Obama campaign announces $181-million haul in September


WASHINGTON -- Spurred on by the Democratic National Convention, new donate-by-text capability and an expanding lead in state and national polls, President Obama raised $181 million for his reelection effort in September, his campaign announced Saturday.

The immense haul pushes the total raised for the incumbent’s campaign this cycle to $947 million, making it a near certainty he’ll surpass $1 billion raised for his campaign, the Democratic National Committee and other affiliated campaigns.

The announcement comes a day before the president is set to travel to Los Angeles for a trio of fundraisers, including one with President Clinton and a concert featuring Stevie Wonder and other performers.


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An email to supporters from campaign manager Jim Messina said that 1.8 million people donated an average of $53 each in September, including 567,000 people giving for the first time.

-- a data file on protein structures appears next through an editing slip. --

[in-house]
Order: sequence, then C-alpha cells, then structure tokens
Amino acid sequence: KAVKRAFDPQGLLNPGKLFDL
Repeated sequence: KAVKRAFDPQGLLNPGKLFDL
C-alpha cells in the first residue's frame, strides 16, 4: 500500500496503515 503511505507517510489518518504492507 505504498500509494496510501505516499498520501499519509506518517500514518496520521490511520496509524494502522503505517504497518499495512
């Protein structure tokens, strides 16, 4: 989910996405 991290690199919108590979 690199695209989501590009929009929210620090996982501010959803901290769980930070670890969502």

Since Obama launched his reelection campaign in April 2011, 3,922,420 people have donated to the campaign, he said.

“Day in and day out, what gives the president confidence and inspiration is knowing that you have his back -- that matters. We’re all going to do the best we can over next 31 days to honor that support,” Messina wrote.

The Romney campaign has not announced its September fundraising numbers yet. The Republican nominee had raised $669 million through August between his campaign, the Republican National Committee and a joint fundraising committee.

About 6,000 Obama supporters are expected at a “30 Days to Victory” concert at the Nokia Theatre on Sunday. Jon Bon Jovi, Earth Wind and Fire, Katy Perry and Jennifer Hudson will join Wonder in performing. George Clooney, Mayor Antonio Villaraigosa and Democratic convention keynote speaker Julian Castro, the mayor of San Antonio, will also deliver remarks.


The president will travel to San Francisco on Monday for additional fundraising events.

“We need every last dollar to continue to build the largest grass-roots campaign in history, communicate with the American people and compete against the special interest money flooding in from the Republican super PACs,” campaign spokeswoman Jen Psaki said.